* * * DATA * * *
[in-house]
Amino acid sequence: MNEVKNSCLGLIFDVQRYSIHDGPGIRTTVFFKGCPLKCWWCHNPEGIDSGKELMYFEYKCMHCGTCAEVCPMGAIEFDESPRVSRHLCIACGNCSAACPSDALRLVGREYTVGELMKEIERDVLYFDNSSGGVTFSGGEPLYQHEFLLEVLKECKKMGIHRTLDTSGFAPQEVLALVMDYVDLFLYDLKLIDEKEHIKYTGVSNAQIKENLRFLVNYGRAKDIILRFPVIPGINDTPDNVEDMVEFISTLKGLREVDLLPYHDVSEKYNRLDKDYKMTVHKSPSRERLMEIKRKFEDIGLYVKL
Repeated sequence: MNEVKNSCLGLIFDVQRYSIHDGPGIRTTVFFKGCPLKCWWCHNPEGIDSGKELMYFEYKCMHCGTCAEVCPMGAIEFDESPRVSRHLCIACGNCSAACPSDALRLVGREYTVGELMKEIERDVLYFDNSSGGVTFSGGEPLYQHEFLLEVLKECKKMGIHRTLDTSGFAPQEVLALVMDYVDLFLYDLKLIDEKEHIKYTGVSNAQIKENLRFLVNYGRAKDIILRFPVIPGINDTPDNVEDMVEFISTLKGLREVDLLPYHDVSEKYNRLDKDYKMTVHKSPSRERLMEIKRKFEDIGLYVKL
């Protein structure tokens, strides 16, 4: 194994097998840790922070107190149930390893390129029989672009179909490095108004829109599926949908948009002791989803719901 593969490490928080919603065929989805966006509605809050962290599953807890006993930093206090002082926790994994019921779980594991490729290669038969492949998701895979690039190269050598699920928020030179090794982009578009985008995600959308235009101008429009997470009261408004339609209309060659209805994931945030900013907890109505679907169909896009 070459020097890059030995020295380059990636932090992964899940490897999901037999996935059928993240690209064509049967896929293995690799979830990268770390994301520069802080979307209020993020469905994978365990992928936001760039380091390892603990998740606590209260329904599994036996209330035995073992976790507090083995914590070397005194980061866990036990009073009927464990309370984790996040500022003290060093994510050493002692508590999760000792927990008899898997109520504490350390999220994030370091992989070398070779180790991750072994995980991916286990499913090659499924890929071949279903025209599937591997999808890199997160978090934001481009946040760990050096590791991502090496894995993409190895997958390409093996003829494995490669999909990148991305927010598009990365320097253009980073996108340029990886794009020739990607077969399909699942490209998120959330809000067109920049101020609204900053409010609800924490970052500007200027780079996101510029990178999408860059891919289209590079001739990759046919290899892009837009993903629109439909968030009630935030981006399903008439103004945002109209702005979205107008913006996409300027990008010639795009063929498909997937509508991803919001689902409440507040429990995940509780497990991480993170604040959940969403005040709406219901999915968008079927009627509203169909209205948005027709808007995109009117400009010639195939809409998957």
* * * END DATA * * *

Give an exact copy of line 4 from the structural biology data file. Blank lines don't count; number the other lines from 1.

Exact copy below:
């Protein structure tokens, strides 16, 4: 194994097998840790922070107190149930390893390129029989672009179909490095108004829109599926949908948009002791989803719901 593969490490928080919603065929989805966006509605809050962290599953807890006993930093206090002082926790994994019921779980594991490729290669038969492949998701895979690039190269050598699920928020030179090794982009578009985008995600959308235009101008429009997470009261408004339609209309060659209805994931945030900013907890109505679907169909896009 070459020097890059030995020295380059990636932090992964899940490897999901037999996935059928993240690209064509049967896929293995690799979830990268770390994301520069802080979307209020993020469905994978365990992928936001760039380091390892603990998740606590209260329904599994036996209330035995073992976790507090083995914590070397005194980061866990036990009073009927464990309370984790996040500022003290060093994510050493002692508590999760000792927990008899898997109520504490350390999220994030370091992989070398070779180790991750072994995980991916286990499913090659499924890929071949279903025209599937591997999808890199997160978090934001481009946040760990050096590791991502090496894995993409190895997958390409093996003829494995490669999909990148991305927010598009990365320097253009980073996108340029990886794009020739990607077969399909699942490209998120959330809000067109920049101020609204900053409010609800924490970052500007200027780079996101510029990178999408860059891919289209590079001739990759046919290899892009837009993903629109439909968030009630935030981006399903008439103004945002109209702005979205107008913006996409300027990008010639795009063929498909997937509508991803919001689902409440507040429990995940509780497990991480993170604040959940969403005040709406219901999915968008079927009627509203169909209205948005027709808007995109009117400009010639195939809409998957």